A particular point of contention for Mansell included the move of the Aboriginal Legal Service (ALS) from Tasmania to Victoria.
The Land Council Chair alleged Hodgman refused to support ALS remaining in the state.
“There were a number of different employment issues where it looked like Tasmania was going to lose … [contracts].
“Contracts were being taken away from Tasmania and being placed on the mainland. The Premier was very adamant that these Tasmanian employment contracts should stay in Tasmania, but when it came to the Aboriginal Legal Service he just sat there silently.”
Mansell believes the main reason the ALS was moved to Victoria was because in Tasmania, the Service was an actively political body.
“[The ALS] pushed for law reform and got changes to the fishery laws, we got drunkenness decriminalised,” Mansell said.
“Since it moved to Victoria … it’s a much more amenable arrangement for local politicians.”
Questions put to the Premier’s Office by NIT about then Premier Hodgman’s stance on the move were not answered.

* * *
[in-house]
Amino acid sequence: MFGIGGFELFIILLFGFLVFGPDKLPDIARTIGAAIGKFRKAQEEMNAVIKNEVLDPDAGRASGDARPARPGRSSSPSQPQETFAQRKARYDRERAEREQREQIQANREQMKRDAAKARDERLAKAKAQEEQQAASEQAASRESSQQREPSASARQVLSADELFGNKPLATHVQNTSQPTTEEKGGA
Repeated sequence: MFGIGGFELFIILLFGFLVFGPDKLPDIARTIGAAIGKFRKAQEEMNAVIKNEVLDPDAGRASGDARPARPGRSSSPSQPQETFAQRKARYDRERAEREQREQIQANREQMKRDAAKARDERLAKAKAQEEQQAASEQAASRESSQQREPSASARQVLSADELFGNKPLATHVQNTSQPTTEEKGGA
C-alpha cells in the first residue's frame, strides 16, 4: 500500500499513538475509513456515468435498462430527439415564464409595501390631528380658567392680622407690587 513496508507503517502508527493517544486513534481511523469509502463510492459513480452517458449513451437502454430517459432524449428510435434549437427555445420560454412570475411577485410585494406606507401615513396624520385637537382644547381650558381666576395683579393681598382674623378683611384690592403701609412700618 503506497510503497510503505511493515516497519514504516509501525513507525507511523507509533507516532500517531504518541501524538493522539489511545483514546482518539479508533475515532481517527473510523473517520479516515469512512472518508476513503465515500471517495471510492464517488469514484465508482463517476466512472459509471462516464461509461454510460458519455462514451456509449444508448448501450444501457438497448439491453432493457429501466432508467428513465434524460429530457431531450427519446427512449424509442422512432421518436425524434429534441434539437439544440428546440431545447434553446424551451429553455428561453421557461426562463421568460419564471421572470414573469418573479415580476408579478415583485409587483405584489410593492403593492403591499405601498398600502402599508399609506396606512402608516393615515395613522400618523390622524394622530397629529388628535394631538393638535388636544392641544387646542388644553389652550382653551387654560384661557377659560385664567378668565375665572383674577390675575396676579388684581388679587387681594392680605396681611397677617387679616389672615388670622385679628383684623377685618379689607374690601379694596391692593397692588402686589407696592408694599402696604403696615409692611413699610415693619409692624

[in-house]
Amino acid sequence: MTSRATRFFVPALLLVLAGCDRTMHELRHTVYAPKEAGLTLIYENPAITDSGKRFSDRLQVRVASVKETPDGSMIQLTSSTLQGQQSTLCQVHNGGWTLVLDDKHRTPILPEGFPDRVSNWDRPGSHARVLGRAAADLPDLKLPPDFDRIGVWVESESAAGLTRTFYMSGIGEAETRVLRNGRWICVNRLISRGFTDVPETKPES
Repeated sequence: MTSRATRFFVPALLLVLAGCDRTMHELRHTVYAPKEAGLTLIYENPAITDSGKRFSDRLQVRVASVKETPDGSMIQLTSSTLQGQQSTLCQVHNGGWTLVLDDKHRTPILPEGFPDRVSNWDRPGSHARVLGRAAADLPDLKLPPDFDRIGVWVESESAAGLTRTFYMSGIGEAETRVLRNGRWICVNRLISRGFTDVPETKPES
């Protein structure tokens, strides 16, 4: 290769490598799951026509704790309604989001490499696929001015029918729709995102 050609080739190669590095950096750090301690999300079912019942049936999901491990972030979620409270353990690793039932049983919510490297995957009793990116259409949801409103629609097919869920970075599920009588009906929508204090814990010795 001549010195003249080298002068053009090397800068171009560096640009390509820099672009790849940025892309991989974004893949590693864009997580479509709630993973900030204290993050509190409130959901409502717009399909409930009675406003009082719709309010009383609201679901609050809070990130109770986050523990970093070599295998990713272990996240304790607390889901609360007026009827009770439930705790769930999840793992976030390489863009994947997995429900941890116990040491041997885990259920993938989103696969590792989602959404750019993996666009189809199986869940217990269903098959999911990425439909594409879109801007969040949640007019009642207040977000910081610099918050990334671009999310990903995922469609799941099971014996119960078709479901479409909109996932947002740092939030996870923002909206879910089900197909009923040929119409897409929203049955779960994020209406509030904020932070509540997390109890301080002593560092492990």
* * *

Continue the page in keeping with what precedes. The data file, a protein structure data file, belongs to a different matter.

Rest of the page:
New year, new Premier
With new Premier Peter Gutwein already sworn in, Mansell has high hopes the Tasmanian Government will take responsibility for the state’s relationship with its Aboriginal population.
“If he treats Aboriginal people with respect and dignifies the position that we’re in, it means that he can advance the cause of Reconciliation based on justice,” Mansell said.
“We’ve already suggested [Gutwein] should reinstate himself as the Minister for Aboriginal Affairs where the previous Premier dumped the Aboriginal Affairs portfolio.”
TRACA also welcomed Gutwein as the new Premier, however called for him to retain Minister Jaensch as Aboriginal Affairs Minister.
“Minister Jaensch has worked closely with TRACA communities in building solid relationships and responding to policy concerns,” the statement read.
Gutwein was Treasurer in Hodgman’s Government as well as Minister for Environment, Parks and Heritage, and will continue as Treasurer and Premier in his own Government.
NIT understands Minister Jaensch will remain in his role as Minister for Aboriginal Affairs.
By Hannah Cross